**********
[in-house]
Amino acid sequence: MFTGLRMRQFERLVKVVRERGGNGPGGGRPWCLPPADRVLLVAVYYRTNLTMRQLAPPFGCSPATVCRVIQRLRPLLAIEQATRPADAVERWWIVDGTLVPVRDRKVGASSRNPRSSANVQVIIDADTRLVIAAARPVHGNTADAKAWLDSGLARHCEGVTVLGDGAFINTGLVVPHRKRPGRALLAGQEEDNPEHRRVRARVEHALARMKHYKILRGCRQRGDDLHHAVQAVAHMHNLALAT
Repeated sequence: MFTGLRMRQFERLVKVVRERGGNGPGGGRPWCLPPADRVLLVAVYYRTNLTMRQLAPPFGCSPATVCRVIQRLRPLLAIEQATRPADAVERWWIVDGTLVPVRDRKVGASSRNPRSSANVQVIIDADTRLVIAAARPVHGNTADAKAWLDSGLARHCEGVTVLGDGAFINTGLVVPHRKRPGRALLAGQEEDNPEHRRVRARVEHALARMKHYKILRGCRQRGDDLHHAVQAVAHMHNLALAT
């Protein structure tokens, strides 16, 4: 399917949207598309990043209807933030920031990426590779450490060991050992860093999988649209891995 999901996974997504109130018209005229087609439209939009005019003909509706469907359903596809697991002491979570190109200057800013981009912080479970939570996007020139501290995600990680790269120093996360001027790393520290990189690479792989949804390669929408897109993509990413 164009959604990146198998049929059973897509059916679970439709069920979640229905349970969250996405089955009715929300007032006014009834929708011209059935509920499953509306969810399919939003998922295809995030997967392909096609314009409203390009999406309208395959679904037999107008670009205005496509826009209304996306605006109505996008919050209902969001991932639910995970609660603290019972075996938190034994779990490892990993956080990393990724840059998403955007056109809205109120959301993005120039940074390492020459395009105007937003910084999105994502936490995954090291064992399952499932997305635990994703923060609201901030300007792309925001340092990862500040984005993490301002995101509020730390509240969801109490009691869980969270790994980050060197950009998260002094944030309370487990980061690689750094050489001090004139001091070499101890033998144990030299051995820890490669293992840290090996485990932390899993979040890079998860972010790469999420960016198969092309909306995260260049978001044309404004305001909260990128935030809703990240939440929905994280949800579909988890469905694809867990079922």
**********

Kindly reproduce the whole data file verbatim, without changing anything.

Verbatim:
[in-house]
Amino acid sequence: MFTGLRMRQFERLVKVVRERGGNGPGGGRPWCLPPADRVLLVAVYYRTNLTMRQLAPPFGCSPATVCRVIQRLRPLLAIEQATRPADAVERWWIVDGTLVPVRDRKVGASSRNPRSSANVQVIIDADTRLVIAAARPVHGNTADAKAWLDSGLARHCEGVTVLGDGAFINTGLVVPHRKRPGRALLAGQEEDNPEHRRVRARVEHALARMKHYKILRGCRQRGDDLHHAVQAVAHMHNLALAT
Repeated sequence: MFTGLRMRQFERLVKVVRERGGNGPGGGRPWCLPPADRVLLVAVYYRTNLTMRQLAPPFGCSPATVCRVIQRLRPLLAIEQATRPADAVERWWIVDGTLVPVRDRKVGASSRNPRSSANVQVIIDADTRLVIAAARPVHGNTADAKAWLDSGLARHCEGVTVLGDGAFINTGLVVPHRKRPGRALLAGQEEDNPEHRRVRARVEHALARMKHYKILRGCRQRGDDLHHAVQAVAHMHNLALAT
């Protein structure tokens, strides 16, 4: 399917949207598309990043209807933030920031990426590779450490060991050992860093999988649209891995 999901996974997504109130018209005229087609439209939009005019003909509706469907359903596809697991002491979570190109200057800013981009912080479970939570996007020139501290995600990680790269120093996360001027790393520290990189690479792989949804390669929408897109993509990413 164009959604990146198998049929059973897509059916679970439709069920979640229905349970969250996405089955009715929300007032006014009834929708011209059935509920499953509306969810399919939003998922295809995030997967392909096609314009409203390009999406309208395959679904037999107008670009205005496509826009209304996306605006109505996008919050209902969001991932639910995970609660603290019972075996938190034994779990490892990993956080990393990724840059998403955007056109809205109120959301993005120039940074390492020459395009105007937003910084999105994502936490995954090291064992399952499932997305635990994703923060609201901030300007792309925001340092990862500040984005993490301002995101509020730390509240969801109490009691869980969270790994980050060197950009998260002094944030309370487990980061690689750094050489001090004139001091070499101890033998144990030299051995820890490669293992840290090996485990932390899993979040890079998860972010790469999420960016198969092309909306995260260049978001044309404004305001909260990128935030809703990240939440929905994280949800579909988890469905694809867990079922």